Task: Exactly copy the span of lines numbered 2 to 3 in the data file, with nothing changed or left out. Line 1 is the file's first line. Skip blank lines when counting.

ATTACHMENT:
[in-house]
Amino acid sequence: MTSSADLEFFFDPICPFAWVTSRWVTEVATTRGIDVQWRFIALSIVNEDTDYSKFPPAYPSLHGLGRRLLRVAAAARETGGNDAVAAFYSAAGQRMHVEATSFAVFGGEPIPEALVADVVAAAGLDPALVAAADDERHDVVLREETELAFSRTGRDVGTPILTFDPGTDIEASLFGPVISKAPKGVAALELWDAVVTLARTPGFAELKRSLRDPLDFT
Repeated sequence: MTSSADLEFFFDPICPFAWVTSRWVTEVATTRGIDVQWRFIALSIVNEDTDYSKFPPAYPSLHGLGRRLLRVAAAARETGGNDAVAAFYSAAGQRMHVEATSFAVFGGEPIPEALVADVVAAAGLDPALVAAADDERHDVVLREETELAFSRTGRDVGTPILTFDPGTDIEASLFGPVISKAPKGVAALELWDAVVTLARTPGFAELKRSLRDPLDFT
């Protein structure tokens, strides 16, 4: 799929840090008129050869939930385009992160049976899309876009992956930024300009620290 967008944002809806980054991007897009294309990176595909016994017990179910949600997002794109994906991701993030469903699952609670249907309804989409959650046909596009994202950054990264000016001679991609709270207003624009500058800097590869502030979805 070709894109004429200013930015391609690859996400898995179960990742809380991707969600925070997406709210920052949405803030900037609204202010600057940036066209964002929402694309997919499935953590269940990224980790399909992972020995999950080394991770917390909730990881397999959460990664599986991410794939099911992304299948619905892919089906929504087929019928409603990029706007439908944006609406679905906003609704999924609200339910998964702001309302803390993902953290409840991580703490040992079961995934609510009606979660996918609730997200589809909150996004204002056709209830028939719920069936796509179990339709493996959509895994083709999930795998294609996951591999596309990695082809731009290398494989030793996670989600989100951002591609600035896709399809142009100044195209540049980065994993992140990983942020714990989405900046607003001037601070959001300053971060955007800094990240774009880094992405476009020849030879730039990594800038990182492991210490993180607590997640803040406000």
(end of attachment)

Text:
Amino acid sequence: MTSSADLEFFFDPICPFAWVTSRWVTEVATTRGIDVQWRFIALSIVNEDTDYSKFPPAYPSLHGLGRRLLRVAAAARETGGNDAVAAFYSAAGQRMHVEATSFAVFGGEPIPEALVADVVAAAGLDPALVAAADDERHDVVLREETELAFSRTGRDVGTPILTFDPGTDIEASLFGPVISKAPKGVAALELWDAVVTLARTPGFAELKRSLRDPLDFT
Repeated sequence: MTSSADLEFFFDPICPFAWVTSRWVTEVATTRGIDVQWRFIALSIVNEDTDYSKFPPAYPSLHGLGRRLLRVAAAARETGGNDAVAAFYSAAGQRMHVEATSFAVFGGEPIPEALVADVVAAAGLDPALVAAADDERHDVVLREETELAFSRTGRDVGTPILTFDPGTDIEASLFGPVISKAPKGVAALELWDAVVTLARTPGFAELKRSLRDPLDFT